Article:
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Eur J Surg Oncol. 2011 Jul;37(7):571-5. doi: 10.1016/j.ejso.2011.02.009. Epub 2011 Mar 27.

Clinical prediction of survival by surgeons for patients with incurable abdominal malignancy.

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  • 1Department of Surgical Gastroenterology, Oslo University Hospital, Aker, 0514 Oslo, Norway. toto.holmebakk@oslo-universitetssykehus.no

Abstract

BACKGROUND AND AIM:

Accurate prognosis facilitates decision-making and counselling in incurable cancer. However, predictions of survival are frequently inaccurate and survival is consistently overestimated. The prognostic skills of surgeons are sparsely documented, and the present study was undertaken to assess their prognostic accuracy for patients with advanced abdominal malignancy.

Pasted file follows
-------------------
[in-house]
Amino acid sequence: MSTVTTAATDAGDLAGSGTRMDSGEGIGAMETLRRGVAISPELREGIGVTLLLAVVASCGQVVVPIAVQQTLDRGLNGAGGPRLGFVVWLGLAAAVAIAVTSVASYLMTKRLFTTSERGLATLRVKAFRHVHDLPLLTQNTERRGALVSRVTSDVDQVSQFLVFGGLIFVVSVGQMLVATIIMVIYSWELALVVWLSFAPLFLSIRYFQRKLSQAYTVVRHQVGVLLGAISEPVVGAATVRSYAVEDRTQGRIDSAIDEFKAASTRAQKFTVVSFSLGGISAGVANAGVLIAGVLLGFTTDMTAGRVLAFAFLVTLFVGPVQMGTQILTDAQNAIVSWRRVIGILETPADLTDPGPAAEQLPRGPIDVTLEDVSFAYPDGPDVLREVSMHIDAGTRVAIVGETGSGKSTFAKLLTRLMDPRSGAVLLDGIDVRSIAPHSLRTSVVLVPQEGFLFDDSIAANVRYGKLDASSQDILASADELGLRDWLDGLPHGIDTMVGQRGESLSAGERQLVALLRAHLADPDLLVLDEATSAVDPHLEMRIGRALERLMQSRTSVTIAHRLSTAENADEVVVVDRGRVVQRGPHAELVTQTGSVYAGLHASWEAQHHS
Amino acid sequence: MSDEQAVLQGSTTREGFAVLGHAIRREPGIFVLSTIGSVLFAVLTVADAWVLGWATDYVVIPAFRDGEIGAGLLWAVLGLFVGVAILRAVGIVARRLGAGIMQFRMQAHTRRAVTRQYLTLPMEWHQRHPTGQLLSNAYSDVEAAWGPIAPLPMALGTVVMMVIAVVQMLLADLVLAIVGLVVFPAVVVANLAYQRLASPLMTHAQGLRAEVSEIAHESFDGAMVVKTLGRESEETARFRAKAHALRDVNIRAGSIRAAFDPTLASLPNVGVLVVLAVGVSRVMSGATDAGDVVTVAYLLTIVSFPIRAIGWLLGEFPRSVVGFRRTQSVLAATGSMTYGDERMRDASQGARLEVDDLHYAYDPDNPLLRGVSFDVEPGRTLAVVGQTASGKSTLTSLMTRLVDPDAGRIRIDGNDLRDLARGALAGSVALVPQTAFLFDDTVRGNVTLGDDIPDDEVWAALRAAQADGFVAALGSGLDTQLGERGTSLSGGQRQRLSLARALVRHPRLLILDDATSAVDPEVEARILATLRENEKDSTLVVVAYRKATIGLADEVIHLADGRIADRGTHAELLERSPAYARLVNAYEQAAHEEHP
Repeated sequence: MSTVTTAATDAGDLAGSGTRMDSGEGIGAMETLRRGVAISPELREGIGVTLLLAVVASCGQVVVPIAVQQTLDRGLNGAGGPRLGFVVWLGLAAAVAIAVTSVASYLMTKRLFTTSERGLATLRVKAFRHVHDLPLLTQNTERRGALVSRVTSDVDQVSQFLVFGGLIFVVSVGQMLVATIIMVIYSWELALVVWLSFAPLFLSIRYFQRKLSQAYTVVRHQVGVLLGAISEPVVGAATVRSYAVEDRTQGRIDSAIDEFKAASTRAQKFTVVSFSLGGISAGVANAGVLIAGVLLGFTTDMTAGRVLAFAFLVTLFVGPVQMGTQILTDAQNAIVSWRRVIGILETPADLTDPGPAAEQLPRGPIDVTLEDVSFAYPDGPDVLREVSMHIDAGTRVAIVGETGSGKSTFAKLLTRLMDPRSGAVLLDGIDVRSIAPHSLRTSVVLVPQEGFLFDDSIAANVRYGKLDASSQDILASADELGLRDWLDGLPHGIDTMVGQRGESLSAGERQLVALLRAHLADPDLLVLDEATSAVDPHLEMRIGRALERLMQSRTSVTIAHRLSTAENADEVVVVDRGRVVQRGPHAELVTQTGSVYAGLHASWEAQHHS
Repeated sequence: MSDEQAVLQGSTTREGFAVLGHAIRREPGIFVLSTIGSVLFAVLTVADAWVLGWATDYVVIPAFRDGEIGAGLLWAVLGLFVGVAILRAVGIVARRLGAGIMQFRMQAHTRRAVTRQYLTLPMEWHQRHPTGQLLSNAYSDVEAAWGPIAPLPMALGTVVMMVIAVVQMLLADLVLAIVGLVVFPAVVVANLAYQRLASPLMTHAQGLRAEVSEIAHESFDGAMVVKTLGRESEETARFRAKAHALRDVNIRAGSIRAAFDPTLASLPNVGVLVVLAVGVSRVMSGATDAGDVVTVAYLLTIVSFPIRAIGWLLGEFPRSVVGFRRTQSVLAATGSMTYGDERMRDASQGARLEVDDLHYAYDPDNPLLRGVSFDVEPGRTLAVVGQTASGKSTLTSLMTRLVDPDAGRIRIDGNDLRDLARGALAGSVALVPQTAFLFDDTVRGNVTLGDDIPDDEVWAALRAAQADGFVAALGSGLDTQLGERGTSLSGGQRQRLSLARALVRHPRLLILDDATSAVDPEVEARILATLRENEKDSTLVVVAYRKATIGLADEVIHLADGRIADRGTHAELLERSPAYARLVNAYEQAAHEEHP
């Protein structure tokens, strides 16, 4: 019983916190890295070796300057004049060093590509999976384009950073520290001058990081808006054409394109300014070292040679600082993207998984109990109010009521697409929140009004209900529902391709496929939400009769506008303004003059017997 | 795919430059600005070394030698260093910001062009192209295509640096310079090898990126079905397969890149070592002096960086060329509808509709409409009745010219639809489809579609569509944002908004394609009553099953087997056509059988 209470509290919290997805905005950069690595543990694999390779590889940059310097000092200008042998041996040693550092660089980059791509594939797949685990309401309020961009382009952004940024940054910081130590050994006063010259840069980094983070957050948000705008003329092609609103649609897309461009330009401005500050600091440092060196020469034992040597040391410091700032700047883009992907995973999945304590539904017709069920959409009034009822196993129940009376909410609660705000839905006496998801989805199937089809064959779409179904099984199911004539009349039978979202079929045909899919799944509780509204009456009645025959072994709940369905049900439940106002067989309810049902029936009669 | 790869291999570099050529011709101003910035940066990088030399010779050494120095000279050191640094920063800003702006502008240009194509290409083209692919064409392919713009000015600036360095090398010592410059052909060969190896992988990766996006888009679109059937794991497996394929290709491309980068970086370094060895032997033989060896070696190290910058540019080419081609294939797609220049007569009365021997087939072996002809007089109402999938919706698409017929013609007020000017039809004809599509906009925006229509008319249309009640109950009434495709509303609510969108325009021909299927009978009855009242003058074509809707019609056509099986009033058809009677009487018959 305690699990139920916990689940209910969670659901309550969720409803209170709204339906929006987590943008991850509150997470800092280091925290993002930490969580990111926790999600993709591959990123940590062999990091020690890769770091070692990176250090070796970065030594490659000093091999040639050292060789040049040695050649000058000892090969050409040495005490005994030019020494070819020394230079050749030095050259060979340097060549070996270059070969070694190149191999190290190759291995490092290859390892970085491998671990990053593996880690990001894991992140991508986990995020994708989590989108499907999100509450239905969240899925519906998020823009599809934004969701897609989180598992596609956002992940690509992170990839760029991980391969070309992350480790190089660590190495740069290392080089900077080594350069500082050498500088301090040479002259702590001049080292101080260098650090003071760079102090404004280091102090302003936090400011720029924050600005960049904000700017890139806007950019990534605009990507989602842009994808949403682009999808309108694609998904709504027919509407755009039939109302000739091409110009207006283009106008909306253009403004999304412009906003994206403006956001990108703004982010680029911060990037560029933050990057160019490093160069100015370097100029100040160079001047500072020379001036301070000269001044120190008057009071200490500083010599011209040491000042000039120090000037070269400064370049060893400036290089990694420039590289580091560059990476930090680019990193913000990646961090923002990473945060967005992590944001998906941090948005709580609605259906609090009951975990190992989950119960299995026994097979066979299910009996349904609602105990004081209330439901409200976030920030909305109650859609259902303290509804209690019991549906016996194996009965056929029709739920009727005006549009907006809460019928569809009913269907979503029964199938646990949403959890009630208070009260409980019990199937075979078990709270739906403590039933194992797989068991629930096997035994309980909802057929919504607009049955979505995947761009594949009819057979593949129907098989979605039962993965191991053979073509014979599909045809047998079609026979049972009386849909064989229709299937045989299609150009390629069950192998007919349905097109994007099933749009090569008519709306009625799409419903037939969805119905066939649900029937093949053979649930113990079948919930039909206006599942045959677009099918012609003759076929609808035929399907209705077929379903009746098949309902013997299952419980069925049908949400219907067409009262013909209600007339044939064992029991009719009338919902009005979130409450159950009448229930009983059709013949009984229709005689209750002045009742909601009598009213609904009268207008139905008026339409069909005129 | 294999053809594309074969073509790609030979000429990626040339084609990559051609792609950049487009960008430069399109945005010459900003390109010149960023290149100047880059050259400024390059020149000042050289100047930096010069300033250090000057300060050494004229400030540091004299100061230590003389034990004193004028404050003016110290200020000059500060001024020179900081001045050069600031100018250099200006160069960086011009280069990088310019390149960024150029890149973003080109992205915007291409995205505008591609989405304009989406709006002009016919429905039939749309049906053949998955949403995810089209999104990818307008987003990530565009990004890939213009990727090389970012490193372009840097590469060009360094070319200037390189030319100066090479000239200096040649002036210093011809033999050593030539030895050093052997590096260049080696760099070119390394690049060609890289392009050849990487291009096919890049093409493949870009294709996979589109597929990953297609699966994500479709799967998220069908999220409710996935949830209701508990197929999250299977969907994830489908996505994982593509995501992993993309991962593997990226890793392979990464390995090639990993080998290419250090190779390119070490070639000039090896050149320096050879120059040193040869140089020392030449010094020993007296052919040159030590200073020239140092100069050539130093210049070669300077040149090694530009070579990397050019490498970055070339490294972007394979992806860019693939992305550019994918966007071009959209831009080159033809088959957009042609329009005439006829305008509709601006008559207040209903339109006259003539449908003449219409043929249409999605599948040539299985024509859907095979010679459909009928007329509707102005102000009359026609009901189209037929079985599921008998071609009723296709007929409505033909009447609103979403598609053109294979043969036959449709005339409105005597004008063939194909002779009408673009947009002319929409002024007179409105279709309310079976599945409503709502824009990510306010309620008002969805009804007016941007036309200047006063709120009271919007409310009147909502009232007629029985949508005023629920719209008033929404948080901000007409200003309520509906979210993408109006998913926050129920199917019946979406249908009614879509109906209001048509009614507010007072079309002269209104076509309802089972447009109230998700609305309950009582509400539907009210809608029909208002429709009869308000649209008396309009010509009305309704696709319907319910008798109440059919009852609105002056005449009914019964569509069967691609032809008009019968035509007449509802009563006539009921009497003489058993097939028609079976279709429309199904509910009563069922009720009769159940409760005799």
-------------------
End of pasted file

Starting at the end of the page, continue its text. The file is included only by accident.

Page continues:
PATIENTS AND METHODS:

Clinical predictions of survival were made by three consultant surgeons independently in consecutive patients with incurable abdominal cancer. Survival was predicted in intervals ranging from <1 week to 18-24 months. Prognoses were considered accurate when actual survival fell within the expected range. Performance status was classified according to the Eastern Cooperative Oncology Group (ECOG).

RESULTS:

243 assessments were made in 178 patients. Prognoses were accurate in 27%, over-optimistic in 42% and over-pessimistic in 31%. Accuracy was inversely related to length of actual survival and did not differ between surgeons (P = 0.466). The proportion of over-optimistic prognoses differed significantly between surgeons (P < 0.001). Prognostic accuracy was 44% in gastric cancer patients, 29% in pancreatic cancer patients and 22% in colorectal cancer patients (P = 0.052). ECOG performance status correlated well with survival.

CONCLUSIONS:

Surgeons' accuracy in determining prognosis is poor. There are considerable individual differences between surgeons, and accuracy is reduced in cases with prolonged life expectancy.

Copyright © 2011 Elsevier Ltd. All rights reserved.

PMID:
21444178
[PubMed - indexed for MEDLINE]
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